Author: By Tom Morgan, Press Association
The suspect, known only as AE, had his conditions revoked in the wake of a
House of Lords ruling that people subject to such restrictions must be given
details of the allegations they face.
Home Secretary Alan Johnson then ordered a review of the control orders regime
for terror suspects as critics claimed it was “unravelling”.
A Home Office spokesman said the decision to revoke control orders against AE
– had “nothing to do” with the Lords’ decision however.
He added: “As the Government has made clear on numerous occasions, when
dealing with suspected terrorists prosecution is – and will continue to be –
our preferred approach.
“Where we cannot prosecute, and the individual concerned is a foreign
national, we look to detain and then deport them. For those we cannot either
prosecute or deport, our assessment has been that control orders are the
best available disruptive tool for managing the risk they pose.
“The revocation of AE’s control order does not change this assessment.”
AE is the second suspect to have restrictions lifted since the Lords’ decision.
Campaigner Shami Chakrabarti, director of Liberty, said: “When is enough
finally enough with the embarrassment of control orders?
“The new Home Secretary should not be trapped by the mistakes of his
predecessors and vested interests of advisors. Yes he could let the system
die quietly by a thousand cuts but how much better to show real leadership
and put his faith in fair prosecutions and the rule of law.”
Suspected terrorists placed under an order face restrictions on where they can
live and who they can see.
Some orders place suspects under curfew or require them to wear an electronic
They were brought in four years ago after indefinite detention was ruled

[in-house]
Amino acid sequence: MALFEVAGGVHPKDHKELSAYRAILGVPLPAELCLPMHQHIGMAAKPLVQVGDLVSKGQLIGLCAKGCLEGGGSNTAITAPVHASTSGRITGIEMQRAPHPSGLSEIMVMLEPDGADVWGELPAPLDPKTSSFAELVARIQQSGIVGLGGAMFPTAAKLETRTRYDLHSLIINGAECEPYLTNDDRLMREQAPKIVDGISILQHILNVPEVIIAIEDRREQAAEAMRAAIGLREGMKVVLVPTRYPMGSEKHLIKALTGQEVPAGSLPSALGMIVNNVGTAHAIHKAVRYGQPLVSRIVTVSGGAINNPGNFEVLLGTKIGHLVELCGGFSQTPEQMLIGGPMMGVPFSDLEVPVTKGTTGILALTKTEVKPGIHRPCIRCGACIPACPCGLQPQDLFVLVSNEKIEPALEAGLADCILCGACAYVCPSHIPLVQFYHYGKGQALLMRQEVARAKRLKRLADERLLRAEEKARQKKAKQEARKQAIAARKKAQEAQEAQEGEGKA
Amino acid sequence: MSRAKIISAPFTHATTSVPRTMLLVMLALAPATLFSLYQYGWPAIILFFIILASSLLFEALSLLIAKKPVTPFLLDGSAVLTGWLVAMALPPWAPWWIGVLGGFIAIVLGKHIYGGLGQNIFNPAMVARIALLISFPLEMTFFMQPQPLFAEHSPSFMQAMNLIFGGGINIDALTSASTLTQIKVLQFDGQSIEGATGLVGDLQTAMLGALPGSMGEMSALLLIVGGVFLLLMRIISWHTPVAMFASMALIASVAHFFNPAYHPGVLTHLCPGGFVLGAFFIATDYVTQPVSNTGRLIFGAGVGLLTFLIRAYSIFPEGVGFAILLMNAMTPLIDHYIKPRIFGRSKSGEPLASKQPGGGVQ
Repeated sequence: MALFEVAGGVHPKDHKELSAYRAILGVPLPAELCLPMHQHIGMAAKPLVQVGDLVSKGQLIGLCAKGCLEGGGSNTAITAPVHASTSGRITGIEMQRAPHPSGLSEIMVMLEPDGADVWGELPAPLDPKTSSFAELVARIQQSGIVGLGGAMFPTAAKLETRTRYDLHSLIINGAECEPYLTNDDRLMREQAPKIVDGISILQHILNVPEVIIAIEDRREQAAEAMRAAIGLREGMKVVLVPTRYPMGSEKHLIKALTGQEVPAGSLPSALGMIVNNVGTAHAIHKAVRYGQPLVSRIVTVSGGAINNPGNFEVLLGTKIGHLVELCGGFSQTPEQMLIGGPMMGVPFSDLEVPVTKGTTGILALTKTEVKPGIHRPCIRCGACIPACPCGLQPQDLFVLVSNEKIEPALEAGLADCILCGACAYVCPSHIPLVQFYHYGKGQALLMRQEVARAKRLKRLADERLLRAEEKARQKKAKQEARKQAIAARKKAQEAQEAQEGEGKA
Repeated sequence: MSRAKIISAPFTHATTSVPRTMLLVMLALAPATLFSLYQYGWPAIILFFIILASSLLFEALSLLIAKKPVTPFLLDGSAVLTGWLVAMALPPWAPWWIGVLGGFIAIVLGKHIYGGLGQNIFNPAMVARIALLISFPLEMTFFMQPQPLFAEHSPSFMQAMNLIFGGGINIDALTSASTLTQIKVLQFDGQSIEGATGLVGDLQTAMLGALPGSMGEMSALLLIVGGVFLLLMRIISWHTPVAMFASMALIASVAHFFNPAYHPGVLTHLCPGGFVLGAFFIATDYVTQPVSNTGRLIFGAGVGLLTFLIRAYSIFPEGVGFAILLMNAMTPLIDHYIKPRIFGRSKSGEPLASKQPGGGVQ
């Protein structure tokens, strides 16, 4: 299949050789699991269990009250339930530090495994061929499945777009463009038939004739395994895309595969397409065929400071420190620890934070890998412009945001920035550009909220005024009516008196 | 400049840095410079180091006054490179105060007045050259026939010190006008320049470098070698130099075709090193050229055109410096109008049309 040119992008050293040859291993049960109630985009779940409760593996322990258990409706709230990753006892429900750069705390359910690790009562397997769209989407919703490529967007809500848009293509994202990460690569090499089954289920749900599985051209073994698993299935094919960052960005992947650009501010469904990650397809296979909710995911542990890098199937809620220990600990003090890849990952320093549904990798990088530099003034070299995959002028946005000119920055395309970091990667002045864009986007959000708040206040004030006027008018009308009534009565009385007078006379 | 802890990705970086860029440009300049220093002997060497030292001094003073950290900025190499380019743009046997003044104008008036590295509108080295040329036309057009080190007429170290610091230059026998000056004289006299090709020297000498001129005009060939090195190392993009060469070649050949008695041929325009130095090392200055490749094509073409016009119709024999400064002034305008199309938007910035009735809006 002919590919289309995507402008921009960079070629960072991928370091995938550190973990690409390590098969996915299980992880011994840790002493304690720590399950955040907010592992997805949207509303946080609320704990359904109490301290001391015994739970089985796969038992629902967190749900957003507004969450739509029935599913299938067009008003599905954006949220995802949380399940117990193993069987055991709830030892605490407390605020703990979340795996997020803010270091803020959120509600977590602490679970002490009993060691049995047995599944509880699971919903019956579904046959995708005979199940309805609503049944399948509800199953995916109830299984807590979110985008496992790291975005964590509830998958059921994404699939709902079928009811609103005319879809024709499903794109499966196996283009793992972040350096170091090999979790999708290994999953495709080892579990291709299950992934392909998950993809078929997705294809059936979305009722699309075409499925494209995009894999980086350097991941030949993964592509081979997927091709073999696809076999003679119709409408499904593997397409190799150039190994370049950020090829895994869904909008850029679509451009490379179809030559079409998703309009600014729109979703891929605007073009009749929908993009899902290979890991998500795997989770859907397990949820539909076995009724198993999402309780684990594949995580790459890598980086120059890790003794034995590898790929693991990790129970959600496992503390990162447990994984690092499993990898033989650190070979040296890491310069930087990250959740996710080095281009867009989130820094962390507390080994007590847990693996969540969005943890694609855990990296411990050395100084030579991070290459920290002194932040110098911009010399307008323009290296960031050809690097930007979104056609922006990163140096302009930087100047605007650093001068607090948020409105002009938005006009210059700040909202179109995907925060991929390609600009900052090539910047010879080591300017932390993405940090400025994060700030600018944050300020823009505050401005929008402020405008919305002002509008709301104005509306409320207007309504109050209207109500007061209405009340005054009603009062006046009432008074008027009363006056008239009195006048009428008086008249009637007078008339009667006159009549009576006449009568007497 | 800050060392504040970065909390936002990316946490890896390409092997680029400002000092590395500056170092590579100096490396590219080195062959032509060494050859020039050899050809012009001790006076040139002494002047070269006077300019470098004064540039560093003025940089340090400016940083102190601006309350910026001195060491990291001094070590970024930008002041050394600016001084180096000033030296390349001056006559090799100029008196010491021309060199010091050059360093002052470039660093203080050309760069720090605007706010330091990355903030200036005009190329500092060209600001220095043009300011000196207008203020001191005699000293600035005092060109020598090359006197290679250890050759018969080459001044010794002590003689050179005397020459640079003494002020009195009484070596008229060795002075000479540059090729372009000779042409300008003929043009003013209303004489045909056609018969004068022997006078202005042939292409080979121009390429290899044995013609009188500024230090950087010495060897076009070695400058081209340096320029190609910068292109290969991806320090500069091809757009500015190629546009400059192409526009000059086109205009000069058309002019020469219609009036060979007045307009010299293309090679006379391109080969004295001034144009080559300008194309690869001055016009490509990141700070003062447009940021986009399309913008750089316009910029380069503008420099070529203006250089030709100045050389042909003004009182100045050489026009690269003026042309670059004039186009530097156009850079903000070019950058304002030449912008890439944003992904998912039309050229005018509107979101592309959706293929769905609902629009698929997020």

unlawful. But in June the Law Lords decided suspects must be told about the
secret evidence used against them.
Lord Carlile of Berriew QC, the independent reviewer of terror laws, is now
assessing whether or not the system is still “viable”.
The Home Office spokesman added: “In June 2009 the House of Lords ruled that
individuals subject to control orders must be given sufficient disclosure
about the case against them to enable them to give effective instructions to
their legal representatives.
“Where this disclosure cannot be made for the protection of the public
interest, including our national security, we may be forced to revoke
control orders even where we consider those orders to be necessary to
protect the public from a risk of terrorism.
“In such circumstances we will take all steps necessary to protect the public.
The police and Security Service seek to investigate and monitor the
activities of those believed to pose a threat to national security.”
Anyone placed under an order without knowing the basis for it was being denied
a fair hearing, the court said.
Following the judgment, one man, known as AF – who has joint British and
Libyan citizenship – had his order revoked amid suggestions the policy had
been fatally undermined.
Five control orders were revoked between June 11 and September 10, including
AF’s – but his was the only one directly linked to the court judgment, Mr
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